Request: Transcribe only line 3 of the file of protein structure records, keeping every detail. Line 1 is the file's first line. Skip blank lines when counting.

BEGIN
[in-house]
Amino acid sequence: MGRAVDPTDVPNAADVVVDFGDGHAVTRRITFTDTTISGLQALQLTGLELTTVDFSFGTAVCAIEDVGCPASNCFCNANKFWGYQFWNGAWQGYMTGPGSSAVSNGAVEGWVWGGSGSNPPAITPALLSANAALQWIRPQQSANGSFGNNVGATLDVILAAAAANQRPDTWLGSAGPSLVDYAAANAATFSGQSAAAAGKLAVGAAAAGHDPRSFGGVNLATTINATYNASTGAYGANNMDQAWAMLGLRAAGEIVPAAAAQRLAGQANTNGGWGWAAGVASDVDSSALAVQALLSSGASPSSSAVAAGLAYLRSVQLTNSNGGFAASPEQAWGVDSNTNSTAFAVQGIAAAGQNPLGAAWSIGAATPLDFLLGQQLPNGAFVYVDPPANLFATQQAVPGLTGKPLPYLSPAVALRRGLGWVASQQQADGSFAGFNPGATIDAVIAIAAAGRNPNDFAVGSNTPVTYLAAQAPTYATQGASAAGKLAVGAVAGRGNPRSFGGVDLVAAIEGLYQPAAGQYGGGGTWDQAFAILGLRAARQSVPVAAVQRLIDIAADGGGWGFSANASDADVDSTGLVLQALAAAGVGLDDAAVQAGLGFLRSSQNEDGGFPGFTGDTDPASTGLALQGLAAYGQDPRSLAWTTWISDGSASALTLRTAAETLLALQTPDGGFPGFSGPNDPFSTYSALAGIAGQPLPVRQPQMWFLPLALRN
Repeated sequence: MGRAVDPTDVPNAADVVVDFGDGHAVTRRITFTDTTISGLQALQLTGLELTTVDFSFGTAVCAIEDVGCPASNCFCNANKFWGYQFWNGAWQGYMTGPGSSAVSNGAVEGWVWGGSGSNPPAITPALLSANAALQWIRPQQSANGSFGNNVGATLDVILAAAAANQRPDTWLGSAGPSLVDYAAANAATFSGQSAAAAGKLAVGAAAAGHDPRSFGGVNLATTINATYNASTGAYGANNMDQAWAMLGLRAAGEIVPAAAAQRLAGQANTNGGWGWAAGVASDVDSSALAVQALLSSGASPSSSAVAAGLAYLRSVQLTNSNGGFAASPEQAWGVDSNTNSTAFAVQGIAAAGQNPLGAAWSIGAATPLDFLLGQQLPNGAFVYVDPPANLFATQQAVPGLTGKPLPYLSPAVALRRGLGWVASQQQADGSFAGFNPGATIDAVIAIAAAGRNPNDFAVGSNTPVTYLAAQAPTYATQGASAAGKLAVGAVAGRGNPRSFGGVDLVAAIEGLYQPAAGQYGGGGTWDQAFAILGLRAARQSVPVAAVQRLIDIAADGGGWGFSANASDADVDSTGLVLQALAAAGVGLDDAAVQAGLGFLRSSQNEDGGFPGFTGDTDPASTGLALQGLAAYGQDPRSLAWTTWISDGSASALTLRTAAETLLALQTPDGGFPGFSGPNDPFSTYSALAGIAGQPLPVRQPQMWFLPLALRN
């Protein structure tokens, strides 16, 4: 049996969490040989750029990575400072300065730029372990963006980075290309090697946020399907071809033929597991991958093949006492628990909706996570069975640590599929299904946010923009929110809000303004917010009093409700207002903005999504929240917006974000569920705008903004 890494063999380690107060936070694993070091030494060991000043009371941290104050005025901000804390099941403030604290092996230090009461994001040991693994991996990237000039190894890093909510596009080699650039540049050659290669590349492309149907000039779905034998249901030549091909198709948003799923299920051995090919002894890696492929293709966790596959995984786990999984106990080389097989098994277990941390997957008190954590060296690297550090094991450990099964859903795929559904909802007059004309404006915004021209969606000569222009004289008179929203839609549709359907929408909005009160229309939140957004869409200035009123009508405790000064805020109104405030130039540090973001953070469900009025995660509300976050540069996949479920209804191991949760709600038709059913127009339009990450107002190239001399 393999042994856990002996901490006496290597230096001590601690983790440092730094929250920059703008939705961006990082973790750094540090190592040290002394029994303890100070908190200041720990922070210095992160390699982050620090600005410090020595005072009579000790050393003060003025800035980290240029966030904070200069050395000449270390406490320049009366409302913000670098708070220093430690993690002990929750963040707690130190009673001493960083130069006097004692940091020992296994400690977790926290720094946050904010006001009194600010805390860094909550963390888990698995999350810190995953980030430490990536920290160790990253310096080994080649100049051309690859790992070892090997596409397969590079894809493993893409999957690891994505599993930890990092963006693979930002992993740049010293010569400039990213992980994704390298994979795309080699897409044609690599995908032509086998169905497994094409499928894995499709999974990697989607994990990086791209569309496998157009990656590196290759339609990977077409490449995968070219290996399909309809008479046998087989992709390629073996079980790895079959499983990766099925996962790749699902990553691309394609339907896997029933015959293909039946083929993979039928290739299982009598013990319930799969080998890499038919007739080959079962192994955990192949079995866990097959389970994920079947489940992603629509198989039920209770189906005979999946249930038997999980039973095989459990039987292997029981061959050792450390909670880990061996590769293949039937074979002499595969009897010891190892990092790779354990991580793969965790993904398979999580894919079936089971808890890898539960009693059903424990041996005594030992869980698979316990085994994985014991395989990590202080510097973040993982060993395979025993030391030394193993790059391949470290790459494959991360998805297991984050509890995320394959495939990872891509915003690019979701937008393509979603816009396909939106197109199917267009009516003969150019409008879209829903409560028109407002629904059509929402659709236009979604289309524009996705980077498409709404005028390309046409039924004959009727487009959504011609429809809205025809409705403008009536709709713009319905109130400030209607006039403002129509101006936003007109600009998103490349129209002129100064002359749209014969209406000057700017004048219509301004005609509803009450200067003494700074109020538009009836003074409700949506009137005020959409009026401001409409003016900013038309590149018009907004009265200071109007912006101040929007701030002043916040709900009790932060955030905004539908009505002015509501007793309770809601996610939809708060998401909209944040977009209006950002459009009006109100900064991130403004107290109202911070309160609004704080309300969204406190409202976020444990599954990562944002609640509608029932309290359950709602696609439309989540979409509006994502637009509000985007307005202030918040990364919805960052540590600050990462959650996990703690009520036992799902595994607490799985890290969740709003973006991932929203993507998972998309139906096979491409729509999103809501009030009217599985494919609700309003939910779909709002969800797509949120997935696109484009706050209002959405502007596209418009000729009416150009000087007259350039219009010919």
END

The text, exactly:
Repeated sequence: MGRAVDPTDVPNAADVVVDFGDGHAVTRRITFTDTTISGLQALQLTGLELTTVDFSFGTAVCAIEDVGCPASNCFCNANKFWGYQFWNGAWQGYMTGPGSSAVSNGAVEGWVWGGSGSNPPAITPALLSANAALQWIRPQQSANGSFGNNVGATLDVILAAAAANQRPDTWLGSAGPSLVDYAAANAATFSGQSAAAAGKLAVGAAAAGHDPRSFGGVNLATTINATYNASTGAYGANNMDQAWAMLGLRAAGEIVPAAAAQRLAGQANTNGGWGWAAGVASDVDSSALAVQALLSSGASPSSSAVAAGLAYLRSVQLTNSNGGFAASPEQAWGVDSNTNSTAFAVQGIAAAGQNPLGAAWSIGAATPLDFLLGQQLPNGAFVYVDPPANLFATQQAVPGLTGKPLPYLSPAVALRRGLGWVASQQQADGSFAGFNPGATIDAVIAIAAAGRNPNDFAVGSNTPVTYLAAQAPTYATQGASAAGKLAVGAVAGRGNPRSFGGVDLVAAIEGLYQPAAGQYGGGGTWDQAFAILGLRAARQSVPVAAVQRLIDIAADGGGWGFSANASDADVDSTGLVLQALAAAGVGLDDAAVQAGLGFLRSSQNEDGGFPGFTGDTDPASTGLALQGLAAYGQDPRSLAWTTWISDGSASALTLRTAAETLLALQTPDGGFPGFSGPNDPFSTYSALAGIAGQPLPVRQPQMWFLPLALRN